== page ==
3 Steps To Build Healthier Habits That Last

Each January, millions of people resolve to create healthier lives for themselves. A quarter of Americans declared this on January 1st. They spent the first few weeks exercising and eating right.


Then, they stopped. Perhaps they injured themselves or got sick. Maybe bad weather prevented them from going to the gym. They might have eaten poorly one or two times. No matter the excuse, their resolutions to build healthier habits stopped.


This doesn’t make for a healthier population. Instead, it makes those who gave up feeling bad. As a result, they return to poor habits they resolved to get rid of. Another year passes, and they make the same decisions to do better. It becomes a vicious circle.


Fortunately, there are a few ways to build healthier habits that last beyond the first few weeks of a new year. There are three of them.

1. Develop Plans Ahead Of Time

Making inroads toward a healthier lifestyle isn’t much different than executing a business project. You must outline your goals and the ways to achieve them. If you don’t want to create this plan, you’ll need someone else to help you.


For instance, you have a goal to lose weight, so you don’t have to take so many pills each morning. You need a personalized nutrition plan to follow, so you don’t stumble. If you can’t prepare one on your own, then you might need to look into an organization like Kenzai to assist you.

Don’t Go It Alone

People don’t continue on the path toward healthier habits because they do it on their own. These individuals don’t participate in group exercise sessions or meet to discuss their nutritional issues with others. Since they don’t have a support system in place, they quit when things get tough.


The primary way to correct this is to pair up with another person. A friend or relative might be going through the same process as you. So, rather than building better habits separately, get together for exercise or healthy meals.


The benefits are twofold. First, you have someone to bounce frustrations and successes off of. Second, there’s someone to encourage you, or vice-versa, during the most challenging parts of this habit transformation. Therefore, you’ll continue to move forward toward success.

Don’t Quit

As mentioned at the start, there are several reasons why people stop building healthier habits. These are simply another form of quitting when it gets too harsh or when things start to get boring. While they provide temporary relief, the long-term effects can be low self-esteem, depression, and continued health problems.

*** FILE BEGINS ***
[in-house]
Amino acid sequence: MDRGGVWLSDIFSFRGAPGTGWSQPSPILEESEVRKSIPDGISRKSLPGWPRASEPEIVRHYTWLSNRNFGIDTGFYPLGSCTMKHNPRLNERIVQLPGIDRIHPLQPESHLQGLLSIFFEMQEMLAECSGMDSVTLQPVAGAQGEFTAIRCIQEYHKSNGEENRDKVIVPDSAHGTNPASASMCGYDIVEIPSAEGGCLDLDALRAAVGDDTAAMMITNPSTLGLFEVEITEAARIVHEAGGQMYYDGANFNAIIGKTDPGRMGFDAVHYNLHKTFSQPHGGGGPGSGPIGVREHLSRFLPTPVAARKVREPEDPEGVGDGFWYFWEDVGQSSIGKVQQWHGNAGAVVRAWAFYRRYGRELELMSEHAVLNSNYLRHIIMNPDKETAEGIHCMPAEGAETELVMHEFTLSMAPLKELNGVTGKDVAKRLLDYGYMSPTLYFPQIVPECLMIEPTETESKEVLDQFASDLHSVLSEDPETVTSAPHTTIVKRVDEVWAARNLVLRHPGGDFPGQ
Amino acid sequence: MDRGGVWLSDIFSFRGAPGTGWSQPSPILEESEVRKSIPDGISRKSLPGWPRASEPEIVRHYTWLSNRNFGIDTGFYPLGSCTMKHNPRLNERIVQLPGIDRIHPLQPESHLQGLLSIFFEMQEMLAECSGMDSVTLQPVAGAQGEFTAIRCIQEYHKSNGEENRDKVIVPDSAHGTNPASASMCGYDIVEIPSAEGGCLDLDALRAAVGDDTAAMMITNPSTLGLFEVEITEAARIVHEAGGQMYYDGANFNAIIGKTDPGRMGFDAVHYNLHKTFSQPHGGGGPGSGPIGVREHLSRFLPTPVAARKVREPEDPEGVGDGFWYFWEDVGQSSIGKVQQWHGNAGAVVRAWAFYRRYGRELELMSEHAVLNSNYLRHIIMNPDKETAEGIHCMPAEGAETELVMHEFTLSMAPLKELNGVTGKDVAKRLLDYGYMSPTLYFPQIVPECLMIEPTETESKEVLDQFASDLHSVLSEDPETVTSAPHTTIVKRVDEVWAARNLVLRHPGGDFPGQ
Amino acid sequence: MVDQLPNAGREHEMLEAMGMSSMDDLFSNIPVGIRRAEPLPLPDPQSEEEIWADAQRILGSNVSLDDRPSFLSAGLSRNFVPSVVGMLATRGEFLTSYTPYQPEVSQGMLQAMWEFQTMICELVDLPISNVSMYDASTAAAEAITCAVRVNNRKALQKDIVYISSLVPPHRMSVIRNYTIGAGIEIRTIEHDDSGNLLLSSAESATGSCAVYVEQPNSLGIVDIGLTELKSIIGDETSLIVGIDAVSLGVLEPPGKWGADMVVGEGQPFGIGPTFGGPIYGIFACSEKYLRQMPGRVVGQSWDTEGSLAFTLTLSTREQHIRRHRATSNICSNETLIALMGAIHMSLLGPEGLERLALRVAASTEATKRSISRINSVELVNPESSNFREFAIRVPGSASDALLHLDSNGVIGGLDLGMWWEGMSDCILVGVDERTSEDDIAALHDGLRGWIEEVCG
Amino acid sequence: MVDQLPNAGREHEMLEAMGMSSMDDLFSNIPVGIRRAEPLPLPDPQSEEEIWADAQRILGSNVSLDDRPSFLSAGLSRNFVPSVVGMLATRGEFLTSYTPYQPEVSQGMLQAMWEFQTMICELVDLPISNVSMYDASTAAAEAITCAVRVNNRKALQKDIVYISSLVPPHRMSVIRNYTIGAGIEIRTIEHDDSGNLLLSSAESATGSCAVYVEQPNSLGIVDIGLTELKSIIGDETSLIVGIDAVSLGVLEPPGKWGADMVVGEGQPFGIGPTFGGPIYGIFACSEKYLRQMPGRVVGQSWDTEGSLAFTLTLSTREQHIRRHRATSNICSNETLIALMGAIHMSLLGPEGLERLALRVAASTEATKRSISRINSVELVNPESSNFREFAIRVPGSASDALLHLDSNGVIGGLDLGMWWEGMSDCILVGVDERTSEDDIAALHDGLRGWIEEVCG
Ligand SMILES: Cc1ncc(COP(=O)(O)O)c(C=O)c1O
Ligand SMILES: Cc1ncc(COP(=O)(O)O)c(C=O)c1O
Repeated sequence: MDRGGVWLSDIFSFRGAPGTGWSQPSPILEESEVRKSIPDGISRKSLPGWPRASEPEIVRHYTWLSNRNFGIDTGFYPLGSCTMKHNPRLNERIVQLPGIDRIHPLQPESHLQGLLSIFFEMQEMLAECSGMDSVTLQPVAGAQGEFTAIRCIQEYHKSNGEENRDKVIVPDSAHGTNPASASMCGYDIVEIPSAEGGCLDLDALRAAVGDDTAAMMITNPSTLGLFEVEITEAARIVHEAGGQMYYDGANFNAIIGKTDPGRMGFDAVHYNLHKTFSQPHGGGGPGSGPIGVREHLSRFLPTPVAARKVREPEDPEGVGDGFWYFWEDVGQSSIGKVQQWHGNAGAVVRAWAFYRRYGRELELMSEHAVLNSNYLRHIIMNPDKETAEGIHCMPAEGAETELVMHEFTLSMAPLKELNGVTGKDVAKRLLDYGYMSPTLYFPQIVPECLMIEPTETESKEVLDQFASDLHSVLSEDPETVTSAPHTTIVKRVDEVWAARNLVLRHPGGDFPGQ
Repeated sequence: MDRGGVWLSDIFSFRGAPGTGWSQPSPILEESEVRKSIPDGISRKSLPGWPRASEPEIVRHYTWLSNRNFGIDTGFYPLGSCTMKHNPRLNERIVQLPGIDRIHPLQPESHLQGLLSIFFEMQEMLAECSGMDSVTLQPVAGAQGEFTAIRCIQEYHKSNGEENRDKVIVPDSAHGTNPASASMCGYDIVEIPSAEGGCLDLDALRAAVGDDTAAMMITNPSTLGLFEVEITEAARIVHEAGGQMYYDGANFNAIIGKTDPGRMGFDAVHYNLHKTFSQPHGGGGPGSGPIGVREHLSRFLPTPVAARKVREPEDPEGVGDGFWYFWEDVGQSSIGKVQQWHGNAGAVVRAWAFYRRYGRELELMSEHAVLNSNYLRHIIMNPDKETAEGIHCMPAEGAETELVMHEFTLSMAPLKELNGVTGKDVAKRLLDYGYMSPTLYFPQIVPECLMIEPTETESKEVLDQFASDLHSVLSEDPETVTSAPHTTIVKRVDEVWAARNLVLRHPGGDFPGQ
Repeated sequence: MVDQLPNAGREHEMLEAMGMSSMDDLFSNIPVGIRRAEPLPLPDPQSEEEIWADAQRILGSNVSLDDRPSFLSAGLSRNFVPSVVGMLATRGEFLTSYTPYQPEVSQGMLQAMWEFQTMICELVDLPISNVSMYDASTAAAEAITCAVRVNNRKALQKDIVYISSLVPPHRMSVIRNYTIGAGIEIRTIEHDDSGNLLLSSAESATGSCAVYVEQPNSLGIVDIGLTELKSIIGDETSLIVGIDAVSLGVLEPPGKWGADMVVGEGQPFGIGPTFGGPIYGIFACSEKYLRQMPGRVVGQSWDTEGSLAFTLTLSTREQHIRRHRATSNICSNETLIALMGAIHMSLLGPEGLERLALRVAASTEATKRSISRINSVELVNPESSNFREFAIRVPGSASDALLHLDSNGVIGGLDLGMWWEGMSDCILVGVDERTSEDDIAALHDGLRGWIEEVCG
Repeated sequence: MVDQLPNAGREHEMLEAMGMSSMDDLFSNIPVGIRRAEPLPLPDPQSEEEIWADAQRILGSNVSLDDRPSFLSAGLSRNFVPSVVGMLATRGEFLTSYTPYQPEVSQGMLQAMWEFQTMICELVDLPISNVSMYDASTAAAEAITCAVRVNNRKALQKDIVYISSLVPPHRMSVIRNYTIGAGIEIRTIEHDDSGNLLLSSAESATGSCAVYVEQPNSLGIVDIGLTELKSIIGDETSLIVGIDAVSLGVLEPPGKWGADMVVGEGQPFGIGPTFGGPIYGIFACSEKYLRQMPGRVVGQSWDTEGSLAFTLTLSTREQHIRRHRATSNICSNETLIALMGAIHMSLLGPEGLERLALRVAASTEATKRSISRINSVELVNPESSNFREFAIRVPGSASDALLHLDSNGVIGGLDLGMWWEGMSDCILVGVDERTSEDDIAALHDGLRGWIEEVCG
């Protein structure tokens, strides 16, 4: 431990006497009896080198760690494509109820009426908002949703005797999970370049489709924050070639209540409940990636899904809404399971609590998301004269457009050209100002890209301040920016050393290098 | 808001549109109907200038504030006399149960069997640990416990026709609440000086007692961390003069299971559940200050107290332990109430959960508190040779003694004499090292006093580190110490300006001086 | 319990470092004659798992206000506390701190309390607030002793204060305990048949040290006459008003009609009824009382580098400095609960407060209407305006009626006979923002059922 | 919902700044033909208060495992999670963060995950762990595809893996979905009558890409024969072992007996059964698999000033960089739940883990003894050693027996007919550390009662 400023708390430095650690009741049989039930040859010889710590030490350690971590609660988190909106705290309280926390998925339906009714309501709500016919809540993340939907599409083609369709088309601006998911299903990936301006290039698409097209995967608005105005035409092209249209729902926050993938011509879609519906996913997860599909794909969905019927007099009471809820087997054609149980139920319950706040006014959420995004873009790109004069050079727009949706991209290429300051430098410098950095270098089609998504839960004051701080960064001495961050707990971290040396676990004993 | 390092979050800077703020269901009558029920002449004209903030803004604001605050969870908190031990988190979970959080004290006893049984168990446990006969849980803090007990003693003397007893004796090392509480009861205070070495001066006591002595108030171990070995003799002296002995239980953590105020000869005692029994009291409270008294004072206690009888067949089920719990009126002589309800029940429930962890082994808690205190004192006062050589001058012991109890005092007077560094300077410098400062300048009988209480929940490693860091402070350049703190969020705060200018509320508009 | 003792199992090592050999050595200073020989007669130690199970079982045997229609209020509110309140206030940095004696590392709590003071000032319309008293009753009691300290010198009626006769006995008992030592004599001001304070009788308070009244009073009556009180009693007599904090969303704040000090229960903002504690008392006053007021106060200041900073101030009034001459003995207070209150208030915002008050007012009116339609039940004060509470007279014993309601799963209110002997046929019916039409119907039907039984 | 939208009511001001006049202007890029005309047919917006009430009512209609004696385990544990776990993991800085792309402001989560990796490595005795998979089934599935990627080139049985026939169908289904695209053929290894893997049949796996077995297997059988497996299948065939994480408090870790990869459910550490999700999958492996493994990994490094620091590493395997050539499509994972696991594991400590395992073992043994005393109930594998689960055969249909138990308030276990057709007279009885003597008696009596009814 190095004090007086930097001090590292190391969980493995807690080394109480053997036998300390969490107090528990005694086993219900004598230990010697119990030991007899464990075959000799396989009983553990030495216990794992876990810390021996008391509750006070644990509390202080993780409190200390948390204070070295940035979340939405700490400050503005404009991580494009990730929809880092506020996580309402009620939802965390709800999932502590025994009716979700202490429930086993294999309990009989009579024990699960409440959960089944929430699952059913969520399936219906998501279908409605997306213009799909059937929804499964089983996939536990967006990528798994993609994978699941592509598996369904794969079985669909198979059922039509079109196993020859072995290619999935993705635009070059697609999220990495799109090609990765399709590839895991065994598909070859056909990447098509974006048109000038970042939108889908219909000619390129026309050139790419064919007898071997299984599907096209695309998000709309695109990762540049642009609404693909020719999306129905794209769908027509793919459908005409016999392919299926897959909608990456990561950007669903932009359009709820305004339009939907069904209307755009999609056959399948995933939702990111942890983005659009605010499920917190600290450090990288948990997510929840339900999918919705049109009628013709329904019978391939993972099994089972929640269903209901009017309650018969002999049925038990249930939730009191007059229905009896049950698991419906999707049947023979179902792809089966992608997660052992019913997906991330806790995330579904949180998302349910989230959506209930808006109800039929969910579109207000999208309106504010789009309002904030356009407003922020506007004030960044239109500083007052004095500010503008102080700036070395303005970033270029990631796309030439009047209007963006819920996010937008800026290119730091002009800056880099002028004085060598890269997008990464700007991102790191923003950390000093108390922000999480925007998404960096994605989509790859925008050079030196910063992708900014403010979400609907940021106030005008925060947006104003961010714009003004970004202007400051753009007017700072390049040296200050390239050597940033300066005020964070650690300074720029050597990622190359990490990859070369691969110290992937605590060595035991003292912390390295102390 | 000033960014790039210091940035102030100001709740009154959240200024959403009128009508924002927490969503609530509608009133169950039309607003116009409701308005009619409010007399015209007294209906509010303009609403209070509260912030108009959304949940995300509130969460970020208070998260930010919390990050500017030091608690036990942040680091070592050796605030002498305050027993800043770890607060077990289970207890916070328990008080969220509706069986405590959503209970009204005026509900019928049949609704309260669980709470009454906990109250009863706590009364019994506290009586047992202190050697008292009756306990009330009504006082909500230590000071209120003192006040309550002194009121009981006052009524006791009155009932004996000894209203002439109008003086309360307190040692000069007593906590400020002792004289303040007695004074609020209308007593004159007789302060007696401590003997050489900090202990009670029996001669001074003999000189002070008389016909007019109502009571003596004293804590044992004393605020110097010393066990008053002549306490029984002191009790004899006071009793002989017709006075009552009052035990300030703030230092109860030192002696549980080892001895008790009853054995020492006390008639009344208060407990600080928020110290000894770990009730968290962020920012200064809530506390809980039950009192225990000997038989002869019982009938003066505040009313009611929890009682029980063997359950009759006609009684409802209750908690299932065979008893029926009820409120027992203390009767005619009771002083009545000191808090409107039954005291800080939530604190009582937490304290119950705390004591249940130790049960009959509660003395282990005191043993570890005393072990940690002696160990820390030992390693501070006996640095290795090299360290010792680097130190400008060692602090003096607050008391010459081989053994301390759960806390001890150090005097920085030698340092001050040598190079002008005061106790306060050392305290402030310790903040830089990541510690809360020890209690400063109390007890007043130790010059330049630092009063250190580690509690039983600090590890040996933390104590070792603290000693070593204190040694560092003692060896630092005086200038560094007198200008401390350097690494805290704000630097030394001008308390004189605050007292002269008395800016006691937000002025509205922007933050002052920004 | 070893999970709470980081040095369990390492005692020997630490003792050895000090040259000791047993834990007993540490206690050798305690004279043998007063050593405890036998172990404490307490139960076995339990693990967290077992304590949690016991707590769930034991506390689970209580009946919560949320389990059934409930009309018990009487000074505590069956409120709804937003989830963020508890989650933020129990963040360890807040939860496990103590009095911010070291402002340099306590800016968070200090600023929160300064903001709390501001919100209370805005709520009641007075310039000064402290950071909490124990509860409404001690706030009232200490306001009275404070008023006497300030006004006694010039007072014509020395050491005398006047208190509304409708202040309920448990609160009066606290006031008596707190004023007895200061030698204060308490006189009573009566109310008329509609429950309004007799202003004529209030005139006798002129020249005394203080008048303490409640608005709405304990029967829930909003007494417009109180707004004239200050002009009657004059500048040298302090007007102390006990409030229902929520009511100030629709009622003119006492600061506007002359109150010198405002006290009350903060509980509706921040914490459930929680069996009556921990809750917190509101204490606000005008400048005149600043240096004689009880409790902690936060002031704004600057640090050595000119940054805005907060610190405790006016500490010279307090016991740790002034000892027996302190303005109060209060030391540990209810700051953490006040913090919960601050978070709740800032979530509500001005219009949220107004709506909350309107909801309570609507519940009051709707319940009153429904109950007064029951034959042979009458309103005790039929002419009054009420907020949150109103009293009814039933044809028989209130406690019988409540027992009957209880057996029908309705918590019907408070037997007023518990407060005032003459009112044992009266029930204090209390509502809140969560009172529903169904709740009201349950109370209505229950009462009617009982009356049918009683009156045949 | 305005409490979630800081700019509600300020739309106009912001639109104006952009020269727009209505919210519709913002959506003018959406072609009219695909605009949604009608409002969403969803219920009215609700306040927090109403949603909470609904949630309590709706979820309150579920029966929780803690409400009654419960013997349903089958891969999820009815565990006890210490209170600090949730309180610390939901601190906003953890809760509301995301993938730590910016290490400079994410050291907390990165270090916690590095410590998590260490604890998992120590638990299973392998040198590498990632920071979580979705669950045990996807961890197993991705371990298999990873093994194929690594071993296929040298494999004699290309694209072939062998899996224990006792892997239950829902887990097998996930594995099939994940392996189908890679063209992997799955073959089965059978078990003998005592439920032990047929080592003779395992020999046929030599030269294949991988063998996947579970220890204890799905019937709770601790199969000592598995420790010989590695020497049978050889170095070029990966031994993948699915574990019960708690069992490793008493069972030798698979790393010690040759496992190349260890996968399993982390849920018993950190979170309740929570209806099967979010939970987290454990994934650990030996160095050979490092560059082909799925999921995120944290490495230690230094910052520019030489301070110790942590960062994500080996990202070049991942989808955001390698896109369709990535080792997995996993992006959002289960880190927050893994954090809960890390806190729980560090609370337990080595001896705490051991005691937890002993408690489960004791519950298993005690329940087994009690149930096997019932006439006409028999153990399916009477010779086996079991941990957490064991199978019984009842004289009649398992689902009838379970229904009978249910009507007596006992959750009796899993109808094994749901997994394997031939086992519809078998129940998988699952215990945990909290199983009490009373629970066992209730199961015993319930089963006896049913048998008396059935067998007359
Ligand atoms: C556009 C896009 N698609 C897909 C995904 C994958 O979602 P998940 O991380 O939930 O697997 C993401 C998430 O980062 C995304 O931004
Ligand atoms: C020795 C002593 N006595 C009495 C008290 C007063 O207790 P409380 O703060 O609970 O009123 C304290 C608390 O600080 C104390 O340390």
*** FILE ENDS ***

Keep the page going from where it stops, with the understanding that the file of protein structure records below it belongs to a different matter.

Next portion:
To change your habits, you also need to shift your thought processes. Each time that little voice tells you to give up, you must declare you’re victorious and won’t be a slave to laziness. Each time you urge not to go to the gym, you need to turn off the TV and exercise.


This doesn’t mean you need to go to the gym seven days a week and eat kale for all your meals. Frankly, this can cause fatigue. Even if it means you walk around the neighborhood and eat a salad instead of fries, find ways to overcome quitting.


The more you shun the terrible thoughts, the easier it is to build new neural paths in your brain. These quickly direct you to healthier habits while staying away from the slower networks that lead to quitting thoughts.


This might be hard at first if you’ve always gone the default route of giving up. Still, each time you shun those thoughts, you add another layer to the construction of healthier habits. Yes, you’ll stumble on occasion. Yet, those will happen less frequently as time goes on.


The above suggestions are but a small sample of ways to build healthier habits that last. Overall, consistency and commitment are the keys to success. Maintaining a belief that it can be done will result in you seeing measurable changes to your body and health.


Don’t set a goal of losing 100 pounds in two months. Not only will this be hard to do, but it will also lead to health issues that could put you in the hospital. Instead, take it slow and keep getting up each time you hit an obstacle.

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